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Improving financial literacy and participation of female entrepreneurs in Chile
Last registered on May 04, 2017

Pre-Trial

Trial Information
General Information
Title
Improving financial literacy and participation of female entrepreneurs in Chile
RCT ID
AEARCTR-0000522
Initial registration date
October 08, 2014
Last updated
May 04, 2017 9:38 AM EDT
Location(s)
Region
Primary Investigator
Affiliation
Pontificia Universidad Catolica de Chile
Other Primary Investigator(s)
PI Affiliation
PUC
PI Affiliation
PUC
Additional Trial Information
Status
Completed
Start date
2013-03-01
End date
2015-06-30
Secondary IDs
Abstract
This study explores the impact on micro-entrepreneurs and their businesses of different possible components included in training programmes. It is implemented together with "Simon de Cirene" foundation, which gives out training to vulnerable micro-entrepreneur. The study measures the impact of including two specific components in the courses. The first one, is the participation of a role model, who graduated from the course, and assists to the class to share his/her experience and the benefits of formalizing and using business techniques learned. The second one is an analysis of different modalities of technical assitance. Some participants receive group assistance during class, others individual assistance during class and other individual assistance in the business location. Impact is measured on variables related to the business, employment status and economic situation.
External Link(s)
Registration Citation
Citation
Lafortune, Jeanne, Julio Riutort and José Tessada. 2017. "Improving financial literacy and participation of female entrepreneurs in Chile." AEA RCT Registry. May 04. https://doi.org/10.1257/rct.522-3.0.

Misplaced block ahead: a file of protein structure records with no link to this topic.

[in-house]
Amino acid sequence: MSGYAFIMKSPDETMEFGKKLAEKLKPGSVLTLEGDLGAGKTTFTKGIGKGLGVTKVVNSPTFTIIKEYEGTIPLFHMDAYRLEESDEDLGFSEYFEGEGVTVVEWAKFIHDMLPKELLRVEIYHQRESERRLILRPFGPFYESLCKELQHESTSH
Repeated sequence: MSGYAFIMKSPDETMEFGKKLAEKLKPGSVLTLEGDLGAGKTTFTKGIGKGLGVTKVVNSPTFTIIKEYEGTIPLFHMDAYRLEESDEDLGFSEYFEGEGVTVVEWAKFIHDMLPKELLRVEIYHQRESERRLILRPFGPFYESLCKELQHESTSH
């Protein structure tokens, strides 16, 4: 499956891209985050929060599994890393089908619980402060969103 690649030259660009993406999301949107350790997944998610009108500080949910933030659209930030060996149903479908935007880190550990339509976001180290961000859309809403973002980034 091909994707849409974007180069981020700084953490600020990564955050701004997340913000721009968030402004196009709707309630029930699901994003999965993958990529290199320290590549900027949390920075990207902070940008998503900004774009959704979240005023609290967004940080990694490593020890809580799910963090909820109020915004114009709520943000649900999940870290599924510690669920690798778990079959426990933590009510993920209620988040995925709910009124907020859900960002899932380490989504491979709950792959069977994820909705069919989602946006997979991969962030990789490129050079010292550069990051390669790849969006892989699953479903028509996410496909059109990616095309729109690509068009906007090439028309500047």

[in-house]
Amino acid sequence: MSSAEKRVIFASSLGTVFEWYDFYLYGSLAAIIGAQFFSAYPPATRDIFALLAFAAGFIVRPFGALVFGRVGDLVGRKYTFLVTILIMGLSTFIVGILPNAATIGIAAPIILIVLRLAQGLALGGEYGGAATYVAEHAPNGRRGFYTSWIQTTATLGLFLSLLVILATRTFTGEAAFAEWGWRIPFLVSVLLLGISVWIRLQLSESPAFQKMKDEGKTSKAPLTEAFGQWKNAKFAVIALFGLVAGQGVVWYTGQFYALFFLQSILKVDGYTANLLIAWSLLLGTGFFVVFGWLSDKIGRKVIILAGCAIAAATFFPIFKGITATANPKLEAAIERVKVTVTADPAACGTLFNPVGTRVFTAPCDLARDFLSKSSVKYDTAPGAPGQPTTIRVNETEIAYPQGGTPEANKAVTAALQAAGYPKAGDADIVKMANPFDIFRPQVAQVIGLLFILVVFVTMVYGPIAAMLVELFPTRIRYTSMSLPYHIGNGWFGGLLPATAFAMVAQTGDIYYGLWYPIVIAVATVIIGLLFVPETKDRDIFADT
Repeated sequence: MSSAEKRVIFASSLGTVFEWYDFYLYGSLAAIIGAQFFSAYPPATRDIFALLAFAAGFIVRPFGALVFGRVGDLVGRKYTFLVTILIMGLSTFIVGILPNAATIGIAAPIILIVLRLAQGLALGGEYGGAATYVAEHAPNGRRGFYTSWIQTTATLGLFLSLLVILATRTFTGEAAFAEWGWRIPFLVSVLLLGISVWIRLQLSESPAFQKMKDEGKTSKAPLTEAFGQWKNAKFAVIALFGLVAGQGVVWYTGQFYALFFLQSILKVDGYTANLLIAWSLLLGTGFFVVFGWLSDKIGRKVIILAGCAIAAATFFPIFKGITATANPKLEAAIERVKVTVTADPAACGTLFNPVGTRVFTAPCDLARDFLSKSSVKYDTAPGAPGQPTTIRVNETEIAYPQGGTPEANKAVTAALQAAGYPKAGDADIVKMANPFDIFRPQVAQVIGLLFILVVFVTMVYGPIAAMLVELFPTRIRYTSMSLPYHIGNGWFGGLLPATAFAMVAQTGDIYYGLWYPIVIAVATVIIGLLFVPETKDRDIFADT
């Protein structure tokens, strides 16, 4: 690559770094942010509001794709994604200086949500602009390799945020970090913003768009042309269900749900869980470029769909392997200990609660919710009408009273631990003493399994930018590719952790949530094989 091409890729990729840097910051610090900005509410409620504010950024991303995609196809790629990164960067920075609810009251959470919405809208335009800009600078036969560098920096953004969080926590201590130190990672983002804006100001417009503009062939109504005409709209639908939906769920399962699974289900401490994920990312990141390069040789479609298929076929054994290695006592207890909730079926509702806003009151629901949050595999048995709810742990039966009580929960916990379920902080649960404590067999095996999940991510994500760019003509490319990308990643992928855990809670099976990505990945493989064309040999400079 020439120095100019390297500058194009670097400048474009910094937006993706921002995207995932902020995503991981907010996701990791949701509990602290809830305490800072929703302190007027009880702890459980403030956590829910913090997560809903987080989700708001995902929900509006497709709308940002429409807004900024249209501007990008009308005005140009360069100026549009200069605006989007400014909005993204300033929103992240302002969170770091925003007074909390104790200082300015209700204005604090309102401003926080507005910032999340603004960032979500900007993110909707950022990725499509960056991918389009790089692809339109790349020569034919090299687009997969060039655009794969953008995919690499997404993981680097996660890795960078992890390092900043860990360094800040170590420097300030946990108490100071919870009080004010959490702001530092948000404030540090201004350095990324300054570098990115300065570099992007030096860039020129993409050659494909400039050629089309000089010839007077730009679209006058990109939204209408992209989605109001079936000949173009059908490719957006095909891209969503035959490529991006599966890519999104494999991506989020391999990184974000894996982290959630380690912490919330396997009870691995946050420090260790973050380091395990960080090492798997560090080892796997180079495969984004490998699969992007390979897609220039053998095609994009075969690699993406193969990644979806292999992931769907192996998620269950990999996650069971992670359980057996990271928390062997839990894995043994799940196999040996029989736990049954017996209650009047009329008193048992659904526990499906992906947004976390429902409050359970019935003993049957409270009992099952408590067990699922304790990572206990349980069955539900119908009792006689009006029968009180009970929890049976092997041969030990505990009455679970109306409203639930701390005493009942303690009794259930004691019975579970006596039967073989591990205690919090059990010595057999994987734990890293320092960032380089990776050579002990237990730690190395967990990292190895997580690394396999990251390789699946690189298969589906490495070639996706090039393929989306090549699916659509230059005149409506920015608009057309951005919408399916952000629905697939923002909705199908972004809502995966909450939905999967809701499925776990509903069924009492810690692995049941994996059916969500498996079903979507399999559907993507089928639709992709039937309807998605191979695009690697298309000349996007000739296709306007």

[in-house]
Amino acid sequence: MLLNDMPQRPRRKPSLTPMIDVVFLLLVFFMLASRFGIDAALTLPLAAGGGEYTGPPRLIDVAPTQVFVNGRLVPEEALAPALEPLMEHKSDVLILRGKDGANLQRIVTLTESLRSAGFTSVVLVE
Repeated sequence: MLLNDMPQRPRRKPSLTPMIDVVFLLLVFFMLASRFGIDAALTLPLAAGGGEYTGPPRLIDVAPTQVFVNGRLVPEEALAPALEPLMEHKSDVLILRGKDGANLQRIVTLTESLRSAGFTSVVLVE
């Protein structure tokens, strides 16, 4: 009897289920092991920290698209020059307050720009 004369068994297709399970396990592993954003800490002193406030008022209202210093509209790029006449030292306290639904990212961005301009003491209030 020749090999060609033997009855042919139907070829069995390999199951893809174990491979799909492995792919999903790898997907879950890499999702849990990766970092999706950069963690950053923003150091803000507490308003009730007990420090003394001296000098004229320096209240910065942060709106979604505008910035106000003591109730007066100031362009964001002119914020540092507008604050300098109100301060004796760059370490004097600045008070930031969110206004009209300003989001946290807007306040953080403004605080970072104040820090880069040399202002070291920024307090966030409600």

Former Citation
Lafortune, Jeanne, Julio Riutort and José Tessada. 2017. "Improving financial literacy and participation of female entrepreneurs in Chile." AEA RCT Registry. May 04. https://www.socialscienceregistry.org/trials/522/history/17294.
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Experimental Details
Interventions
Intervention(s)
The study makes two different implementations to be evaluated in the business and finance courses given by Simon de Cirene Corporation. First, a role model, who graduated from the program in a previous version, assist in class 3 or 4 to tell about his successfull experience and the benefits of making use of the tools and knowledge adquired.
Additionally, there are different modalities of technical assitance give. One third of the students receive group technical assistance in class, other third individual technical assitance in class and the last third receives individual technical assistance in the business location. This component is given during the last classes by a teacher assitant.
A double randomized assignment methid is used to distribute the different components of the program. The purpose of this double randomized assignment is to guarantee the comparability of the participants who receive the role model with the ones who do not on one side, and between the ones who receive each kind of technical assistance.
Intervention Start Date
2013-03-01
Intervention End Date
2014-03-01
Primary Outcomes
Primary Outcomes (end points)
The data collection of this experiment included the application of three instruments in different moments in time. Together with the application form, a short survey on analytic abilities and financial knowledge was applied (this is referred to as LB0). This survey includes four mathematic questions to capture the analytic abilities of the participant before de training and an additional question that measures the level of financial alphabetization. In class number four, before de role model session or the assistance checking beginning, a second baseline survey was applied (LB1). The objective was to characterize the households in terms of their economic situation, labor supply, entrepreneurship, access to credit and banking and adoption of financial and management techniques. Finally, once the training was concluded, a follow-up survey was applied (SEG0) to obtain information, right after the ending of the course, about the participants in terms of socioeconomic condition of their households, business situation, access to credit and banking, adoption of financial and management techniques, evaluation of the technical assistance received and evaluation of the role model if applicable. This survey was collected in three different instances. Most of it on the last class, though some participants could not assist so they were surveyed during the graduation ceremonies. Finally, those who did not attend any of the two, were surveyed by telephone calls.